A life-size memorial to a local motorsport great is being unveiled on the main street of Pukekohe this weekend.
New Zealand's most successful rally driver, Peter ''Possum'' Bourne, was a lot of things to many people and, on the eve of the 10th anniversary of his untimely death, a solid bronze statue created in his honour is coming home after eight years watching over the Cardrona Valley.
The statue was erected in 2004, a year after Bourne died of his injuries at the age of 47, following an accident on the Waiorau Snow Farm Rd during preparations for the now-defunct Race To The Sky international hill climb, an event he won in 2001.
On the wishes of his family, Race To The Sky organiser Grant Aitken removed the memorial from its remote location last November and its Queenstown sculptor, Minhal al Halabi has restored it.
In Pukekohe, it's being resurrected at a small reserve on King St in the heart of the town
The official unveiling of Bourne's memorial coincides with Pukekohe's Golden Autoversary, a celebration that marks 50 years of local motorsport in the lead-up to next weekend's V8 Supercars racing at Pukekohe Park Raceway.
Although Bourne was raised in the North Waikato farming community of Te Kauwhata, Pukekohe was his home for most of his life. It's also where he built a successful
international motorsport preparation company, which still operates there today under his name.
The nickname 'Possum'' may have been bestowed upon him in his teenage years when he rolled his mother's Humber 80 after he swerved to miss one while driving home on a gravel road at night. But it was his high-speed talents on loose metal roads driving cars the right way up for which he is best remembered.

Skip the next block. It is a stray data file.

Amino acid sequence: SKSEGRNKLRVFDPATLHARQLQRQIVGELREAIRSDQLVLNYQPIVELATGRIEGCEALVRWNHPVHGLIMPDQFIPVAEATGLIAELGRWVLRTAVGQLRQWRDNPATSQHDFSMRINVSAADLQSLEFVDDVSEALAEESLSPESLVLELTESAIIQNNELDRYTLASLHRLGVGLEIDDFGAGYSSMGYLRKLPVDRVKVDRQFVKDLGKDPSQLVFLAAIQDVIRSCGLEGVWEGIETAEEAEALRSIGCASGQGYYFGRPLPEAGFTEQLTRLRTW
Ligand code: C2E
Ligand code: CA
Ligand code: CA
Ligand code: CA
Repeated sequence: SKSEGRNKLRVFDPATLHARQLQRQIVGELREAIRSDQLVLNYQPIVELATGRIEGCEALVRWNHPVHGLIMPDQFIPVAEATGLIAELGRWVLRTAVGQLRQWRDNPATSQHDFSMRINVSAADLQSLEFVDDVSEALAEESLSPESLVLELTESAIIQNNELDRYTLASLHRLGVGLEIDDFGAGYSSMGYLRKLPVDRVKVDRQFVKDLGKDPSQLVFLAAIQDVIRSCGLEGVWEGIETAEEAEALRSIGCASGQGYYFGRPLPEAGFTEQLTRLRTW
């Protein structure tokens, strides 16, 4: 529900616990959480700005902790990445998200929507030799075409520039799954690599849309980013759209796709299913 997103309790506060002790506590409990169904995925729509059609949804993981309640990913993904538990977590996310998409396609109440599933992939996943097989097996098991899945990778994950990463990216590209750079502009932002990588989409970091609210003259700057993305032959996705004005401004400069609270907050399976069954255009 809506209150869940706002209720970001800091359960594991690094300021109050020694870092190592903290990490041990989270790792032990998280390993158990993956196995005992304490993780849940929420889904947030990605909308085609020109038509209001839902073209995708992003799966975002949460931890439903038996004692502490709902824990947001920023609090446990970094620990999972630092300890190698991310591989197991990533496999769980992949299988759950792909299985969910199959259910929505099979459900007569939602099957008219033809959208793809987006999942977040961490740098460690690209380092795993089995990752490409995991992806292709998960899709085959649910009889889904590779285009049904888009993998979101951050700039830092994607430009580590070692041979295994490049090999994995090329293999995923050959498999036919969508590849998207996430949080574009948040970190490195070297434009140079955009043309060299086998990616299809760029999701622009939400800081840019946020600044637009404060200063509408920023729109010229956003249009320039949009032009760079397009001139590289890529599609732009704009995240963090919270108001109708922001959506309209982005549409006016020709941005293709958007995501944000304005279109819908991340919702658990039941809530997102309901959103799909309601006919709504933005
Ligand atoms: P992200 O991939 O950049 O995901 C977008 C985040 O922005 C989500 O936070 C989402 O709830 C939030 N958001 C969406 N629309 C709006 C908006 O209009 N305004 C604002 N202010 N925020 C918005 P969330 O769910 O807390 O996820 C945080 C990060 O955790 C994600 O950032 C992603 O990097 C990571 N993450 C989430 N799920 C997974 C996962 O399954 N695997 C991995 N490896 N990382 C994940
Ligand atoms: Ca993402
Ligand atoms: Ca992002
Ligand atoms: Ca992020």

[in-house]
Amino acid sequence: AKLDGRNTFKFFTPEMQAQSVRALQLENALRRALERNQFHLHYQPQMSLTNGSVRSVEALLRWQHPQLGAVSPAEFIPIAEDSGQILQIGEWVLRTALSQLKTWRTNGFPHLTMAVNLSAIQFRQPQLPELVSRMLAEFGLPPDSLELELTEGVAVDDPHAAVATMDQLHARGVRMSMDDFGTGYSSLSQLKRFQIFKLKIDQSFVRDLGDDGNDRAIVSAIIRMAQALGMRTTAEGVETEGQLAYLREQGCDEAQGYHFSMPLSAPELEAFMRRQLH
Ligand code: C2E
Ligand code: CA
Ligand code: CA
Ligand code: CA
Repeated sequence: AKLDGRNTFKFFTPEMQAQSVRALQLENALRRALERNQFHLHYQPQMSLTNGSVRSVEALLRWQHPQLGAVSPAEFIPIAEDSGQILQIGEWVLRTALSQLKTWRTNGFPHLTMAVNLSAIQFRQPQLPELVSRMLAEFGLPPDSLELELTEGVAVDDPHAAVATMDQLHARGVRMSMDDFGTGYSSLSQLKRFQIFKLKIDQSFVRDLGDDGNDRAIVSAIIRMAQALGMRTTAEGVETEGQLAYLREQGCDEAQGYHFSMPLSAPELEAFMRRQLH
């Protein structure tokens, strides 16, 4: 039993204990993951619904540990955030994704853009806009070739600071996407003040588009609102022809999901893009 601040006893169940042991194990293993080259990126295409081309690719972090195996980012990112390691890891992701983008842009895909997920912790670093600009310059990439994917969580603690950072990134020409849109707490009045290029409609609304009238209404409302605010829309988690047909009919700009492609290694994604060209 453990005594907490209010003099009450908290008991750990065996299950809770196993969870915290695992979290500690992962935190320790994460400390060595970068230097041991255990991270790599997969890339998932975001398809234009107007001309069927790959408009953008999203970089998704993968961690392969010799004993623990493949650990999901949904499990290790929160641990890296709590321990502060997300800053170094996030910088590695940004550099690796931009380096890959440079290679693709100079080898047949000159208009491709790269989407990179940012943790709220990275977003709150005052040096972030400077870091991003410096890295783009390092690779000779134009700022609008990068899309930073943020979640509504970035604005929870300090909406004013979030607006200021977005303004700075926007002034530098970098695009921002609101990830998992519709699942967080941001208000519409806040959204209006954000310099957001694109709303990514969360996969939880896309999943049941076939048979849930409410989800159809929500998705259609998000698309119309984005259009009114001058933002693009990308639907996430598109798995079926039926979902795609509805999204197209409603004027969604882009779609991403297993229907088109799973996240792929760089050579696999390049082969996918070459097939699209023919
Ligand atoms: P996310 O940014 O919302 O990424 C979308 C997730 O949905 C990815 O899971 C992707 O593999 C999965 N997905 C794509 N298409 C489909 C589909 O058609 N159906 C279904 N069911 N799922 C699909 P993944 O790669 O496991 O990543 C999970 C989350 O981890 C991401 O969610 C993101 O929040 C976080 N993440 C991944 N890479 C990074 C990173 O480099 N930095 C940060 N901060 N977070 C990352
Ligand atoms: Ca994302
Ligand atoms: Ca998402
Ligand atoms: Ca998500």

A recent inductee into Australia's Rally Hall of Fame, in Canberra, Bourne cut his teeth in rallying in 1979 aged 23. Piloting his home-built, V8-powered Ford Cortina Mark
1, he began that year's Woodhill Forest Rally in 48th position, but finished third overall. It was the first of many podium placements that helped propel Possum Bourne from
Pukekohe to the sport's highest international echelons.
Although a lack of funding meant he didn't rally a lot in his early years, by 1983 he had attracted the attention of New Zealand's Subaru distributor.
A relationship was forged and never relinquished.
Three years after partnering the Japanese manufacturer Bourne earned a semi-works drive at the wheel of the Subaru Leone, which took him from New Zealand to Australia and around the world via Africa, Europe and North and South America.
That was only the start, and it's the numbers that reveal the real story of his rallying successes.
Australian Rally Champion seven times straight. Three times Asia Pacific Rally Champion. Eight times first Kiwi home at Rally New Zealand and a local championship win in 1991. Bourne's crowning glory, perhaps, was his three-year tenure as a Subaru 555 works team driver from 1993 - first in a Prodrive-prepared Subaru Legacy Group A, and later in a similarly specced Group A Subaru Impreza.